The pandemic has upended all sorts of preconceptions – and the world of business has been far from immune.
One such preconception involved the “digital ceiling” that in recent years has supposedly separated the biggest and most successful companies from all the smaller ones toiling below.
Technology maturity, the thinking used to be, is one of the things that divide the best from the rest. To be an elite business in this day and age, you need elite digital properties and infrastructure.
But according to recent research from Infosys, this sort of thinking might be a bit out of date. There has been a shift from the “digital ceiling” to the “digital floor”. It turns out that organisations can take small steps with incremental investments and standard digital procedures to embark on and compete with industry leaders. If they don't build such a floor, they will eventually sink – or worse, go into free fall.
Cloud computing represents one part of this floor, legacy modernisation the other. Out of the roughly 2,700 company executives that took part in Infosys' recent “Digital Radar” study, more than 99% had already finished laying their floor – or at the very least put in solid foundations.
With this foundation established, companies can then move on to the next level and start leveraging the foundation to rapidly build new capabilities and offerings. Good companies never stop building, after all – they continually re-evaluate their modernisation efforts and cloud strategies.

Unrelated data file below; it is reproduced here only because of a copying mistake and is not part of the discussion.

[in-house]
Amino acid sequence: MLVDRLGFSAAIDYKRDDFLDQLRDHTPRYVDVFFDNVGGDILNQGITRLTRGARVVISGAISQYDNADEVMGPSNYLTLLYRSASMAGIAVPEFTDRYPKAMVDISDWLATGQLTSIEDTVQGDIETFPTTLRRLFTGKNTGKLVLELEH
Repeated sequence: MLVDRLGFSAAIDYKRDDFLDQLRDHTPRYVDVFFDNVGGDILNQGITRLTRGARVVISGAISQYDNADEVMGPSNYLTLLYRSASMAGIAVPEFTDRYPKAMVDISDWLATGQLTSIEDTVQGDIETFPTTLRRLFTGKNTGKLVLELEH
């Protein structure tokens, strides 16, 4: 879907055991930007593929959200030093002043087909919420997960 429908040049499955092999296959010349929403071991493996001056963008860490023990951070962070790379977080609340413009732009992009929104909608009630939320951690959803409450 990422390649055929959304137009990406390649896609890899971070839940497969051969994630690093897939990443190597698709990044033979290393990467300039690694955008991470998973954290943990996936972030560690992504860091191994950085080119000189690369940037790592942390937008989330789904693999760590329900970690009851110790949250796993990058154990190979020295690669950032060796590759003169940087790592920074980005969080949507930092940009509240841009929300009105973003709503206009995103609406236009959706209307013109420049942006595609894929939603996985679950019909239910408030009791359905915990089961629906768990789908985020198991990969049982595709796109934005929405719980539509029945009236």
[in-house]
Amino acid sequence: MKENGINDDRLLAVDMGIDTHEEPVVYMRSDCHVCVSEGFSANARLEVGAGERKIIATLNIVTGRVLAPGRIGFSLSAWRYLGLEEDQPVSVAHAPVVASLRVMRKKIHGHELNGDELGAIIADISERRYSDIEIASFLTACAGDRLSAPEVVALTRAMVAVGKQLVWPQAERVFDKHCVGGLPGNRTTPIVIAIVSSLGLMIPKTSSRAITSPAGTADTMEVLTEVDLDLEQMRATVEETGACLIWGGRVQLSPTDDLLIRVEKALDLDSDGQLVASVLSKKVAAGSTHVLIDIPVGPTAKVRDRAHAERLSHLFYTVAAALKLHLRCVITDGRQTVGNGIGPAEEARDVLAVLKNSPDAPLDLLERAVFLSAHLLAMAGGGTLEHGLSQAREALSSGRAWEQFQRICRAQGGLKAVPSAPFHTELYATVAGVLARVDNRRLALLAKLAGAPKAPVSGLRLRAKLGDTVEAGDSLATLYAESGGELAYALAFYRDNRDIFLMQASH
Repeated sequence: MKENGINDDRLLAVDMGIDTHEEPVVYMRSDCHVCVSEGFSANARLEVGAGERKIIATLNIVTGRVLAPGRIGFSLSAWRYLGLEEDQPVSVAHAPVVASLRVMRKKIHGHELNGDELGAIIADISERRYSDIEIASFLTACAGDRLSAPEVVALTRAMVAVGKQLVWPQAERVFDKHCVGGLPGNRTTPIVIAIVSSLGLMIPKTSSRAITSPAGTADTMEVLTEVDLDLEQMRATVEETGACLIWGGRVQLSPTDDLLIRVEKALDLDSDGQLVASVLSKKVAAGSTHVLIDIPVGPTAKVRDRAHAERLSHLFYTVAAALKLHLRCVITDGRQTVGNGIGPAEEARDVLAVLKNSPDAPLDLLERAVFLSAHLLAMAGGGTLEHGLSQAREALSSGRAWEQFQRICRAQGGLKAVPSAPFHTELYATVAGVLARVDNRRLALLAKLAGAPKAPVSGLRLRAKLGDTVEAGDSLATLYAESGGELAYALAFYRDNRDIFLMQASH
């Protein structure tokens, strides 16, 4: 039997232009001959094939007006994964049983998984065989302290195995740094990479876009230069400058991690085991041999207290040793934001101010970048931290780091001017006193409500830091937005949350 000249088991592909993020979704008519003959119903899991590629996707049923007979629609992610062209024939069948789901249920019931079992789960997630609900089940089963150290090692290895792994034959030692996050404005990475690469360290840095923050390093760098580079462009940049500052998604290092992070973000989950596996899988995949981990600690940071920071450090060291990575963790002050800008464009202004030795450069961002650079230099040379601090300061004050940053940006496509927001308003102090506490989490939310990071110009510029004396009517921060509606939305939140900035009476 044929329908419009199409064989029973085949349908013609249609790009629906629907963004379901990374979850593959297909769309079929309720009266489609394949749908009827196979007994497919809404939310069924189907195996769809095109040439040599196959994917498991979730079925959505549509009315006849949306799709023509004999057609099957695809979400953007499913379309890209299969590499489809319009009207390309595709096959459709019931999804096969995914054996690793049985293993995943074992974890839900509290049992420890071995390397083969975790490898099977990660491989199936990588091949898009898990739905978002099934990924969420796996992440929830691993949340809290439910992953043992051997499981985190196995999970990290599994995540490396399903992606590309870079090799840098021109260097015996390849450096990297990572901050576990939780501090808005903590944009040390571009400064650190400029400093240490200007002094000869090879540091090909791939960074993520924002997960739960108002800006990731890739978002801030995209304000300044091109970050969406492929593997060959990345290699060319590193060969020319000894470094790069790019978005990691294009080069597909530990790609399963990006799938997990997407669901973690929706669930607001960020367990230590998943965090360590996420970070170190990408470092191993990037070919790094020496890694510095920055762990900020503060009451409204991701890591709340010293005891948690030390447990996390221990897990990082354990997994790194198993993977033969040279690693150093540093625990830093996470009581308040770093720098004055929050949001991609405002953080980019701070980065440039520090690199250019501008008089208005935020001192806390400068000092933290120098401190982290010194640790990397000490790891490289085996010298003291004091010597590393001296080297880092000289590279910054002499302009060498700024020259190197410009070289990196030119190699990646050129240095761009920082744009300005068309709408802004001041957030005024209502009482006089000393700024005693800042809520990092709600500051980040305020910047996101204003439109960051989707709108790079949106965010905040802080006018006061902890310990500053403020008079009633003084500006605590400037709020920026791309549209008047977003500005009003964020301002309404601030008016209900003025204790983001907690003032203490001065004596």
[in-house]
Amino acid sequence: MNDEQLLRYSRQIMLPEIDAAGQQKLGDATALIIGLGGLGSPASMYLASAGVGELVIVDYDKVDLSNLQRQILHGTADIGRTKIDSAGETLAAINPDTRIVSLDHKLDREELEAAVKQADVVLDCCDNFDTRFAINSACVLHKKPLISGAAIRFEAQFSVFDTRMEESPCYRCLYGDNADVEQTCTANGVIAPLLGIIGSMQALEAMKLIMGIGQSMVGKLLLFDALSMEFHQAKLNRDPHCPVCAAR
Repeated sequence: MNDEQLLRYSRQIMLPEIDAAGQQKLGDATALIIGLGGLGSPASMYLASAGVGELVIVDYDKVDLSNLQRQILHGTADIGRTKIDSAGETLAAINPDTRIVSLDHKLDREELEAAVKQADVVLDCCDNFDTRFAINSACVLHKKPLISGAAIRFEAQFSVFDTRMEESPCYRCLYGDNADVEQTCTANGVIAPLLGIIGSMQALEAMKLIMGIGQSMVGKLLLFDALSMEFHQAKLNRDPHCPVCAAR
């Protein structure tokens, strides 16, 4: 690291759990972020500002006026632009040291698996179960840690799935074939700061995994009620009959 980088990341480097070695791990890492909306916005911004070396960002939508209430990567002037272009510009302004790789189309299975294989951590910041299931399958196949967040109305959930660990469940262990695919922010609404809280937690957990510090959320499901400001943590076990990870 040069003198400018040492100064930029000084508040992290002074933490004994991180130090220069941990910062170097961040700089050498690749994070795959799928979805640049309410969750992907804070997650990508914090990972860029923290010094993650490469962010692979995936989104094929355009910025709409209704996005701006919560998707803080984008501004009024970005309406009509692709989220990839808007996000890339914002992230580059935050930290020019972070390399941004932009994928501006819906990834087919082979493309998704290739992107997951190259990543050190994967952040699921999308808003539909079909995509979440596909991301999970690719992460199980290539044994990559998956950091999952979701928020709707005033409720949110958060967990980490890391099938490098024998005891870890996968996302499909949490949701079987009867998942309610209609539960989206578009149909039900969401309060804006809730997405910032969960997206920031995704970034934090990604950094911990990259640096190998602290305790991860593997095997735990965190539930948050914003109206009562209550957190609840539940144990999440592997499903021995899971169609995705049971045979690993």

Now, however, companies are seeking to use technology to deliver something else. Specifically, they want it to help with innovation, deliver better customer service and detect fresh insights from the petabytes of data they have at hand, Digital Radar found.
This trend is reflected in some of the emerging technologies that more and more companies seem to be busy pursuing. Digital Radar 2022 asked companies about their strategic issues and 19 leading technology initiatives to adopt. This trend held true across all industries, which is a sharp contrast to the state of things three years ago. In 2019, Digital Radar showed that companies in retail had begun pursuing tech initiatives 81% of the time, much more than the 59% underway in health care organisations. Now, those start rates have climbed to 97% for retailers and 98% for health care enterprises.
Some 79% of respondents have APIs and microservices implemented in at least one business unit. Cybersecurity ranked second overall at a close 78%, followed by the Internet of Things at 77%.
But the more that companies build up from their digital floors, the more it pays to keep an ear to the ground. That's because, when companies are working in uncertain times, it can be all too easy to completely lose sight of the people such tech is meant to serve. An enterprise's digital efforts have to continually evolve to engage staff and their customers in immersive experiences.
To learn more about Infosys research and solutions, visit https://www.infosys.com/australia.html.